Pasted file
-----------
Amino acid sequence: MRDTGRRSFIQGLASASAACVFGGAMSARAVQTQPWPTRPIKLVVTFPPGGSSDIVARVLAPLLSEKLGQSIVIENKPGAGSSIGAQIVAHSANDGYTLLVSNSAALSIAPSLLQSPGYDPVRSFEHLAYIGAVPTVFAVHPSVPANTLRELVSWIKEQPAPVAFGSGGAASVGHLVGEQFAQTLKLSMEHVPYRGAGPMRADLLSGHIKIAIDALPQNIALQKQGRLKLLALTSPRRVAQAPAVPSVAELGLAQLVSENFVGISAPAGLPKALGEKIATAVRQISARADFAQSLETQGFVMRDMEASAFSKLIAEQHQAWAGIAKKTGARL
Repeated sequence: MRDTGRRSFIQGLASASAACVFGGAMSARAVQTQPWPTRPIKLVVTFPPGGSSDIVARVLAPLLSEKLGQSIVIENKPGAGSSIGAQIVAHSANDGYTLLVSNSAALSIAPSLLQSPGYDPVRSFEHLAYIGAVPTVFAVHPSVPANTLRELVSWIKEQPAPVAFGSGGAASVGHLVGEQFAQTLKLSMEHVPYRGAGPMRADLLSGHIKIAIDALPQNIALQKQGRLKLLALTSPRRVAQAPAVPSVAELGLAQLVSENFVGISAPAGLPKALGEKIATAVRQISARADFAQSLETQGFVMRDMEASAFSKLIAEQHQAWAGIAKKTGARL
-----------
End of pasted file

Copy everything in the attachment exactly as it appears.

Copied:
Amino acid sequence: MRDTGRRSFIQGLASASAACVFGGAMSARAVQTQPWPTRPIKLVVTFPPGGSSDIVARVLAPLLSEKLGQSIVIENKPGAGSSIGAQIVAHSANDGYTLLVSNSAALSIAPSLLQSPGYDPVRSFEHLAYIGAVPTVFAVHPSVPANTLRELVSWIKEQPAPVAFGSGGAASVGHLVGEQFAQTLKLSMEHVPYRGAGPMRADLLSGHIKIAIDALPQNIALQKQGRLKLLALTSPRRVAQAPAVPSVAELGLAQLVSENFVGISAPAGLPKALGEKIATAVRQISARADFAQSLETQGFVMRDMEASAFSKLIAEQHQAWAGIAKKTGARL
Repeated sequence: MRDTGRRSFIQGLASASAACVFGGAMSARAVQTQPWPTRPIKLVVTFPPGGSSDIVARVLAPLLSEKLGQSIVIENKPGAGSSIGAQIVAHSANDGYTLLVSNSAALSIAPSLLQSPGYDPVRSFEHLAYIGAVPTVFAVHPSVPANTLRELVSWIKEQPAPVAFGSGGAASVGHLVGEQFAQTLKLSMEHVPYRGAGPMRADLLSGHIKIAIDALPQNIALQKQGRLKLLALTSPRRVAQAPAVPSVAELGLAQLVSENFVGISAPAGLPKALGEKIATAVRQISARADFAQSLETQGFVMRDMEASAFSKLIAEQHQAWAGIAKKTGARL